Democratic Alliance (Cape Town)

11 December 2012

South Africa: The Social Worker Shortage Is Hurting the Welfare Sector

press release

Today, I visited Boksburg Child Welfare to shadow five social workers. I accompanied the social workers from this organisation to attend their court cases and family home visits. I saw first hand how social workers work in extraordinarily pressurised environments, with high case loads and a severe shortage of resources and time to deal with the issues at hand.

Social workers render a significant role in social welfare services in South Africa. A costing estimate by Cornerstone Economic Research indicates that at least 60 000 social workers are needed for the implementation of the Children's Act.

As of October 2012, the South African Council for Social Service Professions reported that there are 17 583 registered social workers and 3 533 registered social auxiliary workers. This represents a 60% shortage of social workers in terms of the requirements of the Children's Act alone - and likely much more dramatic shortages if the full set of needs for social workers are taken into account.

During the 16 days of activism for no violence against women and children, the DA raised awareness around the chronic lack of social workers.

A series of events took place, including an information gathering session, where my colleague, Member of Parliament, Helen Lamoela and I met with social workers at different levels in their profession to gauge an understanding of the challenges faced by social workers.

Key issues which emerged during these sessions include the following:

• Social workers in the NGO sector do not earn a comparable salary to social workers employed by government. This is ultimately a form of discrimination against social workers in the NGO sector who are practicing with the same qualifications and experience. As a result, the NGO sector sees a high turnover rate and struggles to build institutional knowledge. This also leaves clients feeling resistant and frustrated with social workers, because they cannot build lasting relationships over time.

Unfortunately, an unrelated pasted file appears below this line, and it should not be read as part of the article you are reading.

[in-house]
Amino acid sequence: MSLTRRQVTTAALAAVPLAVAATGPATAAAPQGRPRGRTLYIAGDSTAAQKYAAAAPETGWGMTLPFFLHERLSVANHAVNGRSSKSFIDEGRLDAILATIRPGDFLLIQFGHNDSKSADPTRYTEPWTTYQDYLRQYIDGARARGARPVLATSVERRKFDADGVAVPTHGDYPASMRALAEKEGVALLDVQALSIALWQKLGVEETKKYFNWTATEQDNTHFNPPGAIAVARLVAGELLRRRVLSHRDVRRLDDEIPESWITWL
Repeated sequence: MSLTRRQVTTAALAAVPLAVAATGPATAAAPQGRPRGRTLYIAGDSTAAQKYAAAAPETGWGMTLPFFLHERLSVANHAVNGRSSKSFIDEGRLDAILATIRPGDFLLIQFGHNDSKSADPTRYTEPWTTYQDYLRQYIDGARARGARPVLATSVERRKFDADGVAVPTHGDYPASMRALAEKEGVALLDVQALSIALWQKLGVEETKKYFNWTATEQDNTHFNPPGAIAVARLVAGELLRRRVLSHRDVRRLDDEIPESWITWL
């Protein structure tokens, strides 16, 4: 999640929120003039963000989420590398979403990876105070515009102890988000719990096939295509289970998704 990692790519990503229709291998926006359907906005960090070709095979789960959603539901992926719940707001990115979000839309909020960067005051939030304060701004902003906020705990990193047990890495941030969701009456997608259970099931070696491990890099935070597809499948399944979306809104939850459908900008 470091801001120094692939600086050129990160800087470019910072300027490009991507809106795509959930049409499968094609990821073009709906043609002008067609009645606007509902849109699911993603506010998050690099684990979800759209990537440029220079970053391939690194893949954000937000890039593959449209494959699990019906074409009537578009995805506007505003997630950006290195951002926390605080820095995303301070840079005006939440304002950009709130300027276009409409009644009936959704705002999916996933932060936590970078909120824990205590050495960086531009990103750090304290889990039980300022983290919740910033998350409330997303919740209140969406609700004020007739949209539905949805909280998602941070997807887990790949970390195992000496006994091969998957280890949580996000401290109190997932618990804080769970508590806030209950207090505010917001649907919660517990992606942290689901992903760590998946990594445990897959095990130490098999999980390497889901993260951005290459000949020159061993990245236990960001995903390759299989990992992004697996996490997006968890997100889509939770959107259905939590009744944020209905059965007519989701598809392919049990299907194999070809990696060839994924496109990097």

• Training for social workers is not on par with the numbers needed to implement social welfare policy. There is also an urgent need to re-evaluate the current social worker curriculum at tertiary institutions to ensure that social worker graduates are equipped with the necessary skills and qualifications to execute their functions effectively.

• There is a need to increase the rate of sponsoring students with bursaries and making the social worker profession more attractive as a career option.

• Social workers continue to work under pressure. They spend the majority of their time processing grant applications, leaving very little time for providing support, care and intervention to children who are vulnerable, abused and at risk. There is an urgent need to attract and retain more social auxiliary workers who can assist with administrative functions.

I will be writing to the Minister of Social Development Bathabile Dlamini to request an urgent inquiry into the working conditions of social workers and the chronic shortage of professionals needed in this sector.

If we are to take any meaningful strides in addressing the issues of the most vulnerable people in South Africa, we must ensure that social service professionals are properly equipped to give sufficient attention and time to each case.

Mike Waters, Shadow Minister of Social Development

Ads by Google

Copyright © 2012 Democratic Alliance. All rights reserved. Distributed by AllAfrica Global Media (allAfrica.com). To contact the copyright holder directly for corrections — or for permission to republish or make other authorized use of this material, click here.

AllAfrica publishes around 2,000 reports a day from more than 130 news organizations and over 200 other institutions and individuals, representing a diversity of positions on every topic. We publish news and views ranging from vigorous opponents of governments to government publications and spokespersons. Publishers named above each report are responsible for their own content, which AllAfrica does not have the legal right to edit or correct.

Articles and commentaries that identify allAfrica.com as the publisher are produced or commissioned by AllAfrica. To address comments or complaints, please Contact us.